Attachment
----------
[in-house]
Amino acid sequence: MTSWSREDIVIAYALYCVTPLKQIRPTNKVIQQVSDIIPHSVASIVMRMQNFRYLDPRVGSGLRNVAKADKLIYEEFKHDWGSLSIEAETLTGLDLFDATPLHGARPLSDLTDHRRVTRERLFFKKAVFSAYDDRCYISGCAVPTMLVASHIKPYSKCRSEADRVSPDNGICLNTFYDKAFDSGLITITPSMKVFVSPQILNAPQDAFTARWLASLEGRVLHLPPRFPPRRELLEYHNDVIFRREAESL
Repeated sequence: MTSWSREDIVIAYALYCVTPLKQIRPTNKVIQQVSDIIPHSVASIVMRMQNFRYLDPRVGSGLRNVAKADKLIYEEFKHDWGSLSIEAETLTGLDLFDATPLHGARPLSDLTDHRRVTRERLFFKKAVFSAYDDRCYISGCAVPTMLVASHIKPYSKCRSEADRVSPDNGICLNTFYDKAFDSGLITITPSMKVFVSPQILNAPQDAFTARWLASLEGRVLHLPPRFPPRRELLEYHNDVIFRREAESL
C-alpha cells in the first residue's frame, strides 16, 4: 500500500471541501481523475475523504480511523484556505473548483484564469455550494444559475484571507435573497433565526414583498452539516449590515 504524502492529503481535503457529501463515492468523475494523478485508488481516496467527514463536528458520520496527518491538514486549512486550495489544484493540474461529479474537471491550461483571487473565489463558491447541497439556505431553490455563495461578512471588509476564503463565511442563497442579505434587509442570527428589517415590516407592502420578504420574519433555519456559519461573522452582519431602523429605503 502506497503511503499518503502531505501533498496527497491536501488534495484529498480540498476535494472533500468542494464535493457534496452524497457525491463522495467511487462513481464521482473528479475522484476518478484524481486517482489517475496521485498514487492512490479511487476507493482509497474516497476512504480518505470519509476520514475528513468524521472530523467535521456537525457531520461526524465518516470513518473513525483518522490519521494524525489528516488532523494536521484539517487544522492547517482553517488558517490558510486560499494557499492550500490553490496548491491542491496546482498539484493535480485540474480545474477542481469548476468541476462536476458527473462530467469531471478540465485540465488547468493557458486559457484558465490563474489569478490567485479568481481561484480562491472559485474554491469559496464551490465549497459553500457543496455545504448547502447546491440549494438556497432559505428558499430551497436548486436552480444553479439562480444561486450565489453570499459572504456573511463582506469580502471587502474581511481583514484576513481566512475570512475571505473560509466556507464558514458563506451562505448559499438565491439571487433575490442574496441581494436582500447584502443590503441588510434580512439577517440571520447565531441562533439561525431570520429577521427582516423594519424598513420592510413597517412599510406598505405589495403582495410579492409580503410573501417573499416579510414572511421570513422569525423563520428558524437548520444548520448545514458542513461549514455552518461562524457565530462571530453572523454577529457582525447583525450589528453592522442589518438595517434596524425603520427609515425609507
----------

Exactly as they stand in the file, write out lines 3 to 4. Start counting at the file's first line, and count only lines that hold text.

Repeated sequence: MTSWSREDIVIAYALYCVTPLKQIRPTNKVIQQVSDIIPHSVASIVMRMQNFRYLDPRVGSGLRNVAKADKLIYEEFKHDWGSLSIEAETLTGLDLFDATPLHGARPLSDLTDHRRVTRERLFFKKAVFSAYDDRCYISGCAVPTMLVASHIKPYSKCRSEADRVSPDNGICLNTFYDKAFDSGLITITPSMKVFVSPQILNAPQDAFTARWLASLEGRVLHLPPRFPPRRELLEYHNDVIFRREAESL
C-alpha cells in the first residue's frame, strides 16, 4: 500500500471541501481523475475523504480511523484556505473548483484564469455550494444559475484571507435573497433565526414583498452539516449590515 504524502492529503481535503457529501463515492468523475494523478485508488481516496467527514463536528458520520496527518491538514486549512486550495489544484493540474461529479474537471491550461483571487473565489463558491447541497439556505431553490455563495461578512471588509476564503463565511442563497442579505434587509442570527428589517415590516407592502420578504420574519433555519456559519461573522452582519431602523429605503 502506497503511503499518503502531505501533498496527497491536501488534495484529498480540498476535494472533500468542494464535493457534496452524497457525491463522495467511487462513481464521482473528479475522484476518478484524481486517482489517475496521485498514487492512490479511487476507493482509497474516497476512504480518505470519509476520514475528513468524521472530523467535521456537525457531520461526524465518516470513518473513525483518522490519521494524525489528516488532523494536521484539517487544522492547517482553517488558517490558510486560499494557499492550500490553490496548491491542491496546482498539484493535480485540474480545474477542481469548476468541476462536476458527473462530467469531471478540465485540465488547468493557458486559457484558465490563474489569478490567485479568481481561484480562491472559485474554491469559496464551490465549497459553500457543496455545504448547502447546491440549494438556497432559505428558499430551497436548486436552480444553479439562480444561486450565489453570499459572504456573511463582506469580502471587502474581511481583514484576513481566512475570512475571505473560509466556507464558514458563506451562505448559499438565491439571487433575490442574496441581494436582500447584502443590503441588510434580512439577517440571520447565531441562533439561525431570520429577521427582516423594519424598513420592510413597517412599510406598505405589495403582495410579492409580503410573501417573499416579510414572511421570513422569525423563520428558524437548520444548520448545514458542513461549514455552518461562524457565530462571530453572523454577529457582525447583525450589528453592522442589518438595517434596524425603520427609515425609507